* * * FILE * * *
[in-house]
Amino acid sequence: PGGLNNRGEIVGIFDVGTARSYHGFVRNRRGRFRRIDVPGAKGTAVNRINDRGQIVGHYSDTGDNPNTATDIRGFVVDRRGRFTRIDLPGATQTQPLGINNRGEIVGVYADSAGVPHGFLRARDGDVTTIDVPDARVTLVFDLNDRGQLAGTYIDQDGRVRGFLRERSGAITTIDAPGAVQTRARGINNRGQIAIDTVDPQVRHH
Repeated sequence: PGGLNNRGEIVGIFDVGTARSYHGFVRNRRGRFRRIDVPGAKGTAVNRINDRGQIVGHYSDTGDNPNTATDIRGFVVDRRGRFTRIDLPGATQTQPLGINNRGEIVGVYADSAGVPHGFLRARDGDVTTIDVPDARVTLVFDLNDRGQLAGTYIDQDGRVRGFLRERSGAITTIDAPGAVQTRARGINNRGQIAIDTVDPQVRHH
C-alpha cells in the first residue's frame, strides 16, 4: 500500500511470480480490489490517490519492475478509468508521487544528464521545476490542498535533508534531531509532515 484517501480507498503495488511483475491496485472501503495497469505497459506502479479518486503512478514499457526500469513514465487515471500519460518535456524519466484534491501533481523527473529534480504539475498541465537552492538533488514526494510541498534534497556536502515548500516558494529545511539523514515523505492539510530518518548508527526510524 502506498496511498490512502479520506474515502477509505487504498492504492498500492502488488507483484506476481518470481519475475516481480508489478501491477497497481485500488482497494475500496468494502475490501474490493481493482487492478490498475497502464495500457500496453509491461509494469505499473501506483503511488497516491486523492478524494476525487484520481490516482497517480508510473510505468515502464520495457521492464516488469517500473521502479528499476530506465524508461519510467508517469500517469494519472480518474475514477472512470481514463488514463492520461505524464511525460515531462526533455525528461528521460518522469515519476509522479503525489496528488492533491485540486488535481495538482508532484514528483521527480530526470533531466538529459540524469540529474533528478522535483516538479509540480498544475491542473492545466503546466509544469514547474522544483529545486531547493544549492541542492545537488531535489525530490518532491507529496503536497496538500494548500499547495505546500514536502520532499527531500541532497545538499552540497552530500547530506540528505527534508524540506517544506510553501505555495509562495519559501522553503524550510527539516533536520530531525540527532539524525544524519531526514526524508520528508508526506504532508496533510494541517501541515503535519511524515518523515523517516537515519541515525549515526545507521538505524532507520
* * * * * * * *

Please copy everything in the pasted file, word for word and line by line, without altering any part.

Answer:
[in-house]
Amino acid sequence: PGGLNNRGEIVGIFDVGTARSYHGFVRNRRGRFRRIDVPGAKGTAVNRINDRGQIVGHYSDTGDNPNTATDIRGFVVDRRGRFTRIDLPGATQTQPLGINNRGEIVGVYADSAGVPHGFLRARDGDVTTIDVPDARVTLVFDLNDRGQLAGTYIDQDGRVRGFLRERSGAITTIDAPGAVQTRARGINNRGQIAIDTVDPQVRHH
Repeated sequence: PGGLNNRGEIVGIFDVGTARSYHGFVRNRRGRFRRIDVPGAKGTAVNRINDRGQIVGHYSDTGDNPNTATDIRGFVVDRRGRFTRIDLPGATQTQPLGINNRGEIVGVYADSAGVPHGFLRARDGDVTTIDVPDARVTLVFDLNDRGQLAGTYIDQDGRVRGFLRERSGAITTIDAPGAVQTRARGINNRGQIAIDTVDPQVRHH
C-alpha cells in the first residue's frame, strides 16, 4: 500500500511470480480490489490517490519492475478509468508521487544528464521545476490542498535533508534531531509532515 484517501480507498503495488511483475491496485472501503495497469505497459506502479479518486503512478514499457526500469513514465487515471500519460518535456524519466484534491501533481523527473529534480504539475498541465537552492538533488514526494510541498534534497556536502515548500516558494529545511539523514515523505492539510530518518548508527526510524 502506498496511498490512502479520506474515502477509505487504498492504492498500492502488488507483484506476481518470481519475475516481480508489478501491477497497481485500488482497494475500496468494502475490501474490493481493482487492478490498475497502464495500457500496453509491461509494469505499473501506483503511488497516491486523492478524494476525487484520481490516482497517480508510473510505468515502464520495457521492464516488469517500473521502479528499476530506465524508461519510467508517469500517469494519472480518474475514477472512470481514463488514463492520461505524464511525460515531462526533455525528461528521460518522469515519476509522479503525489496528488492533491485540486488535481495538482508532484514528483521527480530526470533531466538529459540524469540529474533528478522535483516538479509540480498544475491542473492545466503546466509544469514547474522544483529545486531547493544549492541542492545537488531535489525530490518532491507529496503536497496538500494548500499547495505546500514536502520532499527531500541532497545538499552540497552530500547530506540528505527534508524540506517544506510553501505555495509562495519559501522553503524550510527539516533536520530531525540527532539524525544524519531526514526524508520528508508526506504532508496533510494541517501541515503535519511524515518523515523517516537515519541515525549515526545507521538505524532507520